To train this quality effectively, you’ll likely need the athlete to perform 12-25 accelerations. This is a large range but is reflective of the previous (and current) training week, the athlete's fatigue levels and how the athlete individually responds to this type of work. Use a stopwatch to keep track of the times (this goes for speed workouts too). If there’s more than a 10% drop in time for 2 subsequent sprints, it means that either not enough time was given for recovery OR the athlete has performed enough sprints on that day. The workout can then be terminated.
Various starting positions can be prescribed but I generally recommend a tennis ‘ready position’ in the beginning. After 3 (and as much as 6-12) weeks, varying the starting positions can be useful to replicate the starts seen during tennis-play - facing one side, then the other, then with the back facing the direction of the sprint etc.
Here are a few photos of WTA player Naomi Broady performing acceleration drills during Indian Wells week with my colleague Howard Green. This session occurred between events and as you can see, it's a linear sprint - something that shouldn't be restricted to the general prep phase only (topping up this quality during the competitive phase works too!). Also, as you can see in the 3rd photo, she's beginning to get into an upright position quite early (2-4 strides). This is typical for tennis players and not something coaches should try to avoid.
I highly recommend you follow Howard on Instagram - he works with both junior players along with several pros and shares quality videos regularly.
Like we mentioned above, max velocity (or near max velocity) in tennis occurs much sooner than other sports because of the short distances that players cover. Reaching ‘true’ max speed doesn’t happen very often on the tennis court, except perhaps when running down a drop shot or going from one end of the court to the other. A 2016 paper on ITF Futures level players revealed that players spend most of their time (80% of a match) at running velocities between 0-2 m/s, 16% of the time between 2 and 3.5 m/s and only 4% of the time between 3.5m/s and 7m/s (if you want to compare this top speed with other field/court sport athletes - like soccer - they often reach top end speeds between 7-10m/s). But look at the figure below - it represents the trajectories both players in the aforementioned study ran during 1 game. Trace some of these trajectories and you’ll notice that there are cases where players cover 10-15 metres of ground on a number of occasions. While it doesn’t occur frequently, when it does, it could be an important, momentum shifting point - running down a wide ball at 30-30 or chasing a drop shot on breakpoint.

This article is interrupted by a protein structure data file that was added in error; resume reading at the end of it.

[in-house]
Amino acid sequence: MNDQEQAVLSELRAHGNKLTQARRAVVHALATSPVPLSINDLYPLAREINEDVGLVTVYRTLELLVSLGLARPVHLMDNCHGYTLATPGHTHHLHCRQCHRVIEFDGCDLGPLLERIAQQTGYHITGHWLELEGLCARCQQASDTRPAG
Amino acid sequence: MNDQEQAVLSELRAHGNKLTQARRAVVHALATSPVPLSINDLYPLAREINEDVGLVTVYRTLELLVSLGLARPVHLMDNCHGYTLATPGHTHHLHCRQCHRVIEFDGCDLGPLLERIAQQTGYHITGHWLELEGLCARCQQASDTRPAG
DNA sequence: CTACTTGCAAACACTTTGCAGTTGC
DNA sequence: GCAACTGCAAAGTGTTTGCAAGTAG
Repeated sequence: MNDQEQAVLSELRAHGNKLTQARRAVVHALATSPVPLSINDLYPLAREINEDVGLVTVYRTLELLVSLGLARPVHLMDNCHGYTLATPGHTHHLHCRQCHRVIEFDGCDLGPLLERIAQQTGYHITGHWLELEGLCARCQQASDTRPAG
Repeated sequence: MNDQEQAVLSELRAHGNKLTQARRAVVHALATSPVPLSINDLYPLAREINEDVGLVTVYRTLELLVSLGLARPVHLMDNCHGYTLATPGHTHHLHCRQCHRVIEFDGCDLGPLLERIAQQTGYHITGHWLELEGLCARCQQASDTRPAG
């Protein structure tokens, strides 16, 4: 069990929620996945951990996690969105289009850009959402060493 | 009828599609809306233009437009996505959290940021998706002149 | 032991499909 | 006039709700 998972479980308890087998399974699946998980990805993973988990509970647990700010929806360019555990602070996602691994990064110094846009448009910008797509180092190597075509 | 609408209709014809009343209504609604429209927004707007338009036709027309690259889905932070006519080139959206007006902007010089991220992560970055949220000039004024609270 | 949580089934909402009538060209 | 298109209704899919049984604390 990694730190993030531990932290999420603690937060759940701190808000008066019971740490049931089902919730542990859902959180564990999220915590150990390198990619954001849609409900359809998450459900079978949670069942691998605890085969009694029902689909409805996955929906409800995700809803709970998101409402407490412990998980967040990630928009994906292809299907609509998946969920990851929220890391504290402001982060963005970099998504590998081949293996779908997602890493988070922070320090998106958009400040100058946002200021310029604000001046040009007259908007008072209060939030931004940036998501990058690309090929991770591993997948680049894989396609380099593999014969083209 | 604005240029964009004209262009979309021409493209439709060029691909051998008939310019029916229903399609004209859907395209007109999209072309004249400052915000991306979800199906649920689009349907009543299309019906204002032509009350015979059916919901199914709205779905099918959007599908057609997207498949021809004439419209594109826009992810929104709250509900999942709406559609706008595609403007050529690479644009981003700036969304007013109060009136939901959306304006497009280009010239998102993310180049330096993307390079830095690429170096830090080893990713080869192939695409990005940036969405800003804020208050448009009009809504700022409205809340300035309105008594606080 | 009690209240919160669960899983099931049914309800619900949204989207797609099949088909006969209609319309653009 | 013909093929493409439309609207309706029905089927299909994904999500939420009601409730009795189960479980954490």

But there’s another reason we should be attempting to develop max velocity - research (Clark 2017) reveals that it actually improves the entire acceleration profile of an athlete. We can’t argue that improving acceleration isn’t important - tennis is full of accelerations (and decelerations). So if we improve top speed by only 5% - going from 3.2 to 3.1 seconds on a 20m sprint - that equals an improvement of 0.5m/s (Ken Clark - Presentation: The Research & Application of Linear Speed Development for Team Sport Athletes). Doesn’t seem like a lot does it but get this, it means that in a 20m race, the athlete can now cover that same distance 1m faster (check out the graph below).
Courtesy of Altis.
For our purposes, imagine we can cover 10m at the same rate of change - we are still at the ball 0.5m ahead of our previous speed (or 0.25m over a distance of 5m). These figures may not appear to be a lot, but they could mean the difference between getting a racquet on the ball to stay in a point or turning a defensive shot into an offensive shot because of better positioning. Keep in mind that this improvement is ONLY based on improvements from top end speed training - we haven’t even factored in gains from acceleration drills.